Arnamoy Bhattacharyya
Peixin Qiao
Bryan Chan

[Tutorial] A walk through Flang OpenMP lowering: From FIR to LLVMIR

Tutorial, Flang, OpenMP

20:30 - 20:45 (15 min)

Jose M Monsalve Diaz
Johannes Doerfert
Aditya Kumar

Closing remarks

Getting feedback


Opaque Pointers Are Coming
▲ back to schedule

TLLVM is currently finalizing the migration from typed pointers (i32*) to opaque pointers (ptr) -- the likely largest intermediate representation change in LLVM's history. In this talk, we'll discuss the motivations for the change, how it will affect developers working on/with LLVM in practice, and why this migration took such a long time. We'll also briefly cover possible future IR changes based on opaque pointers.

The Hot Path SSA Form in LLVM
▲ back to schedule

The Static Single Assignment (SSA) form is the most popular representation used in the LLVM compiler system. The SSA form has been affable to the design of simpler algorithms for existing optimizations and has facilitated the development of new ones. However, speculative optimizations—optimizations targeted towards speeding up the “common cases” of a program—have not been fortunate enough to savor an SSA-like intermediate form.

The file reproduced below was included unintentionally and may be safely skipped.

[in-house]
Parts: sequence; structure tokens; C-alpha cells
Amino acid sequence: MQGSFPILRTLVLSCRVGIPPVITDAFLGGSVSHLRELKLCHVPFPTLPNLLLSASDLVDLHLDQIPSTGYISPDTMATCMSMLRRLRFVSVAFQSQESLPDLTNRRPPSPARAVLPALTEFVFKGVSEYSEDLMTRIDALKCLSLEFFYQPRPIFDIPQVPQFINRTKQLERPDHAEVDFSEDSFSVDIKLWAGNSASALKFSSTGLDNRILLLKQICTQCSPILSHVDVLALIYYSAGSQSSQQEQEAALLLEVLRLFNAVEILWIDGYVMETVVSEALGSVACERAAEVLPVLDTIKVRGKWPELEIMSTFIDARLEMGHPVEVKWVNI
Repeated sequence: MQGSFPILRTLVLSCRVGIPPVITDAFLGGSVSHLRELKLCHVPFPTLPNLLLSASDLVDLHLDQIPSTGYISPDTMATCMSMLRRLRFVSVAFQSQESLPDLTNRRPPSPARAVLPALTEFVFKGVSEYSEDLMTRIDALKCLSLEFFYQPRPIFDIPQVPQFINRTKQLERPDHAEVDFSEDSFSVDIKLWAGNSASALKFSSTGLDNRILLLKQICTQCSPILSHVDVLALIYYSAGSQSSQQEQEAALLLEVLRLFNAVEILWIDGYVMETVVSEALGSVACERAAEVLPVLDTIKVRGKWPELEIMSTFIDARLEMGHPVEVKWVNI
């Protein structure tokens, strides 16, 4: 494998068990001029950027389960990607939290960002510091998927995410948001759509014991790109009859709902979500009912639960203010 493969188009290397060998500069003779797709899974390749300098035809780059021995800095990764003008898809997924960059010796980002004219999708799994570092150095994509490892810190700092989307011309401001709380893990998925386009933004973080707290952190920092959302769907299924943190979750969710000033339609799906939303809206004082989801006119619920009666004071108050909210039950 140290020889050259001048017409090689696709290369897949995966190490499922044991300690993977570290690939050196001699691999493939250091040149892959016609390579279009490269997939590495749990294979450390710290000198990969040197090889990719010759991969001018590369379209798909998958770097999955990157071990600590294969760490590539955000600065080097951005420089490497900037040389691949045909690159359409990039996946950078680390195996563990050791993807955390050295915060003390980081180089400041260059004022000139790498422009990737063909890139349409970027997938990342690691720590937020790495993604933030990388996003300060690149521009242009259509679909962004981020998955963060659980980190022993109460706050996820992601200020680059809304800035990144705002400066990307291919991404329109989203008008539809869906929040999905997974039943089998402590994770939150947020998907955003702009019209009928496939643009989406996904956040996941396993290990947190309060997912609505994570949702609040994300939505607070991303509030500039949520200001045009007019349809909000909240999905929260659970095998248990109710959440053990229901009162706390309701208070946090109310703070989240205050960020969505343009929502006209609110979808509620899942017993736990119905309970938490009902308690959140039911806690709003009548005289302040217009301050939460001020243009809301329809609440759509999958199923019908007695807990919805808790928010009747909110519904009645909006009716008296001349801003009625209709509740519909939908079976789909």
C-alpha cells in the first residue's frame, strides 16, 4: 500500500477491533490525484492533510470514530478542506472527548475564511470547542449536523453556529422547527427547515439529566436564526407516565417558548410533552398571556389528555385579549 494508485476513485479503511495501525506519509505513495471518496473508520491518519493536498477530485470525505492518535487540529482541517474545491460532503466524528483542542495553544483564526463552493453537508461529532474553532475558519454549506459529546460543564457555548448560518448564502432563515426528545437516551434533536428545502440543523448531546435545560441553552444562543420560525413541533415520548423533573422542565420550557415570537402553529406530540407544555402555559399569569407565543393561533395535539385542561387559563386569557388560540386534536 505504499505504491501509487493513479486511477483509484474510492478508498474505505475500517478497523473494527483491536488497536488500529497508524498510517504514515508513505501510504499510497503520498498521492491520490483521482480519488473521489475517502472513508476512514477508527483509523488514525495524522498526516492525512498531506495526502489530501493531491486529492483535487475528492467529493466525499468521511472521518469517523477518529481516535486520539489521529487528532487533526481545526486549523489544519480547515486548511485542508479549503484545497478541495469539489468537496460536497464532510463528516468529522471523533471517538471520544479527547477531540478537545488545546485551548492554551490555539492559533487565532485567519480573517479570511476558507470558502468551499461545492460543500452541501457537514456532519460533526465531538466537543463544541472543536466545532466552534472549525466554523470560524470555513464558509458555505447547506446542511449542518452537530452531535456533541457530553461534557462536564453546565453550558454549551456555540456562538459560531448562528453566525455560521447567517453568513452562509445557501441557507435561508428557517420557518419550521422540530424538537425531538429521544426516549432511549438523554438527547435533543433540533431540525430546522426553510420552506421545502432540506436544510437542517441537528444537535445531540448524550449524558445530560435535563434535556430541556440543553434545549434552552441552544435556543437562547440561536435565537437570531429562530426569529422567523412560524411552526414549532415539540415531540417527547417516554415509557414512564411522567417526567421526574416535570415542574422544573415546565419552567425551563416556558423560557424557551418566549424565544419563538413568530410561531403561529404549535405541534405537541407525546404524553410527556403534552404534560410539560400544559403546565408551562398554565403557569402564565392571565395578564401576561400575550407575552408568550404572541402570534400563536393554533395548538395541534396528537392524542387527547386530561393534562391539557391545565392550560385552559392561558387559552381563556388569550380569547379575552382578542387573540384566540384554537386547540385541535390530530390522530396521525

We build the Hot Path SSA (HPSSA) Form within the LLVM infrastructure to facilitate the design of speculative analyses and optimizations by allowing only hot reaching definitions (definitions along frequent acyclic paths in the program profile) to reach their respective uses. We also demonstrate how the HPSSA form can be effective in easily building speculative variants of existing "standard" analyses by building a SpecSCCP pass —a speculative variant of Wegman and Zadeck’s Sparse Conditional Constant Propagation algorithm.

POSET-RL: Phase ordering for Optimizing Size and Execution Time using Reinforcement Learning
▲ back to schedule

The ever increasing memory requirements of several applications has led to increased demands which might not be met by embedded devices. Constraining the usage of memory in such cases is of paramount importance. It is important that such code size improvements should not have a negative impact on the runtime. Improving the execution time while optimizing for code size is a non-trivial but a significant task.

The ordering of standard optimization sequences in modern compilers is fixed, and are heuristically created by the compiler domain experts based on their expertise. However, this ordering is sub-optimal, and does not generalize well across all the cases.